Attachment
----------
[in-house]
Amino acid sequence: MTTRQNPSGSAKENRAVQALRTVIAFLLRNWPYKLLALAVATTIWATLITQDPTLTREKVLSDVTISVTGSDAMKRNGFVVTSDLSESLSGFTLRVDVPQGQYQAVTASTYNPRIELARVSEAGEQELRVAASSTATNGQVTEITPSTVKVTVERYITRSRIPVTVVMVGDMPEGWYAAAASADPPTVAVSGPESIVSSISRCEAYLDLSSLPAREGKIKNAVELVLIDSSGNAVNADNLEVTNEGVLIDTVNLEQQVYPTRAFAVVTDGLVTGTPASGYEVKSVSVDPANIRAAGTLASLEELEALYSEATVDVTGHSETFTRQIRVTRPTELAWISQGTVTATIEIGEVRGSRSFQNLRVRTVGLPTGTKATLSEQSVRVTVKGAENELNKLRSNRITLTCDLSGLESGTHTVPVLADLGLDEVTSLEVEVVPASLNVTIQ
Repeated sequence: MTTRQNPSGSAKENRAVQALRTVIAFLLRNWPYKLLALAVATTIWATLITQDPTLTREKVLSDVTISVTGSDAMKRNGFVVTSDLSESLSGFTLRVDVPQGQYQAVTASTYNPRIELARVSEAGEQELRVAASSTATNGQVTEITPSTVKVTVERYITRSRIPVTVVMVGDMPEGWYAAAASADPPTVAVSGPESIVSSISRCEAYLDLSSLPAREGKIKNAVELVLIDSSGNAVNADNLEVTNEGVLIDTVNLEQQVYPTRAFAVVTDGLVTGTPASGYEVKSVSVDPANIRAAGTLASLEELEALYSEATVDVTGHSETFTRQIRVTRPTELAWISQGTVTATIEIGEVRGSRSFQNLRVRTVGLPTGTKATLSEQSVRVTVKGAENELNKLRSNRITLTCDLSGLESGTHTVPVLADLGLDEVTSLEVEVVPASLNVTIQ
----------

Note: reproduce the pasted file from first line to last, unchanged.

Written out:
[in-house]
Amino acid sequence: MTTRQNPSGSAKENRAVQALRTVIAFLLRNWPYKLLALAVATTIWATLITQDPTLTREKVLSDVTISVTGSDAMKRNGFVVTSDLSESLSGFTLRVDVPQGQYQAVTASTYNPRIELARVSEAGEQELRVAASSTATNGQVTEITPSTVKVTVERYITRSRIPVTVVMVGDMPEGWYAAAASADPPTVAVSGPESIVSSISRCEAYLDLSSLPAREGKIKNAVELVLIDSSGNAVNADNLEVTNEGVLIDTVNLEQQVYPTRAFAVVTDGLVTGTPASGYEVKSVSVDPANIRAAGTLASLEELEALYSEATVDVTGHSETFTRQIRVTRPTELAWISQGTVTATIEIGEVRGSRSFQNLRVRTVGLPTGTKATLSEQSVRVTVKGAENELNKLRSNRITLTCDLSGLESGTHTVPVLADLGLDEVTSLEVEVVPASLNVTIQ
Repeated sequence: MTTRQNPSGSAKENRAVQALRTVIAFLLRNWPYKLLALAVATTIWATLITQDPTLTREKVLSDVTISVTGSDAMKRNGFVVTSDLSESLSGFTLRVDVPQGQYQAVTASTYNPRIELARVSEAGEQELRVAASSTATNGQVTEITPSTVKVTVERYITRSRIPVTVVMVGDMPEGWYAAAASADPPTVAVSGPESIVSSISRCEAYLDLSSLPAREGKIKNAVELVLIDSSGNAVNADNLEVTNEGVLIDTVNLEQQVYPTRAFAVVTDGLVTGTPASGYEVKSVSVDPANIRAAGTLASLEELEALYSEATVDVTGHSETFTRQIRVTRPTELAWISQGTVTATIEIGEVRGSRSFQNLRVRTVGLPTGTKATLSEQSVRVTVKGAENELNKLRSNRITLTCDLSGLESGTHTVPVLADLGLDEVTSLEVEVVPASLNVTIQ